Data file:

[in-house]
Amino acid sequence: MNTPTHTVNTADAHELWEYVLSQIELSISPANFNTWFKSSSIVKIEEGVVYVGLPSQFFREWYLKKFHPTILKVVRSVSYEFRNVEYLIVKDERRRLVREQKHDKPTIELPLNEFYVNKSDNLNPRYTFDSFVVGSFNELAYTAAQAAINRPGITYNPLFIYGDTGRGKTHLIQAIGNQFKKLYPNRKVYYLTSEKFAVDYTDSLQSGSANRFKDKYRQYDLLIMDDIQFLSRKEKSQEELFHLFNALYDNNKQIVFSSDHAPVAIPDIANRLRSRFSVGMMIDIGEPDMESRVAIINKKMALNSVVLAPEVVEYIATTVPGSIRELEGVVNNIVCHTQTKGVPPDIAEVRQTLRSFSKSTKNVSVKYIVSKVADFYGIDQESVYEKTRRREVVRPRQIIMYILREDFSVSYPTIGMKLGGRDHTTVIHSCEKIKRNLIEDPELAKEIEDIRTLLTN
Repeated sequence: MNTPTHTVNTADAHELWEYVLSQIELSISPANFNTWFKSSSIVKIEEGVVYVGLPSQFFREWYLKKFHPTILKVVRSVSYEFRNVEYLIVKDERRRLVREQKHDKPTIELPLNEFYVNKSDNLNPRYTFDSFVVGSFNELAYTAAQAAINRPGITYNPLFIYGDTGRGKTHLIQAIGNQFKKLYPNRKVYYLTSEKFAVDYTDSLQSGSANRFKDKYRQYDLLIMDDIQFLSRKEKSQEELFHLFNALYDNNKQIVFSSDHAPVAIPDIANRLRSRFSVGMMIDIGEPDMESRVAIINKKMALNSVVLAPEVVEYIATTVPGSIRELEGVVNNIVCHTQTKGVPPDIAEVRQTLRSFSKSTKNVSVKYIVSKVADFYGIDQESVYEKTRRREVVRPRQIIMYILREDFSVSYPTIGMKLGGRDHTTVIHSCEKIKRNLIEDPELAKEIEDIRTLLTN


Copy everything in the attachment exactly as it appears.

[in-house]
Amino acid sequence: MNTPTHTVNTADAHELWEYVLSQIELSISPANFNTWFKSSSIVKIEEGVVYVGLPSQFFREWYLKKFHPTILKVVRSVSYEFRNVEYLIVKDERRRLVREQKHDKPTIELPLNEFYVNKSDNLNPRYTFDSFVVGSFNELAYTAAQAAINRPGITYNPLFIYGDTGRGKTHLIQAIGNQFKKLYPNRKVYYLTSEKFAVDYTDSLQSGSANRFKDKYRQYDLLIMDDIQFLSRKEKSQEELFHLFNALYDNNKQIVFSSDHAPVAIPDIANRLRSRFSVGMMIDIGEPDMESRVAIINKKMALNSVVLAPEVVEYIATTVPGSIRELEGVVNNIVCHTQTKGVPPDIAEVRQTLRSFSKSTKNVSVKYIVSKVADFYGIDQESVYEKTRRREVVRPRQIIMYILREDFSVSYPTIGMKLGGRDHTTVIHSCEKIKRNLIEDPELAKEIEDIRTLLTN
Repeated sequence: MNTPTHTVNTADAHELWEYVLSQIELSISPANFNTWFKSSSIVKIEEGVVYVGLPSQFFREWYLKKFHPTILKVVRSVSYEFRNVEYLIVKDERRRLVREQKHDKPTIELPLNEFYVNKSDNLNPRYTFDSFVVGSFNELAYTAAQAAINRPGITYNPLFIYGDTGRGKTHLIQAIGNQFKKLYPNRKVYYLTSEKFAVDYTDSLQSGSANRFKDKYRQYDLLIMDDIQFLSRKEKSQEELFHLFNALYDNNKQIVFSSDHAPVAIPDIANRLRSRFSVGMMIDIGEPDMESRVAIINKKMALNSVVLAPEVVEYIATTVPGSIRELEGVVNNIVCHTQTKGVPPDIAEVRQTLRSFSKSTKNVSVKYIVSKVADFYGIDQESVYEKTRRREVVRPRQIIMYILREDFSVSYPTIGMKLGGRDHTTVIHSCEKIKRNLIEDPELAKEIEDIRTLLTN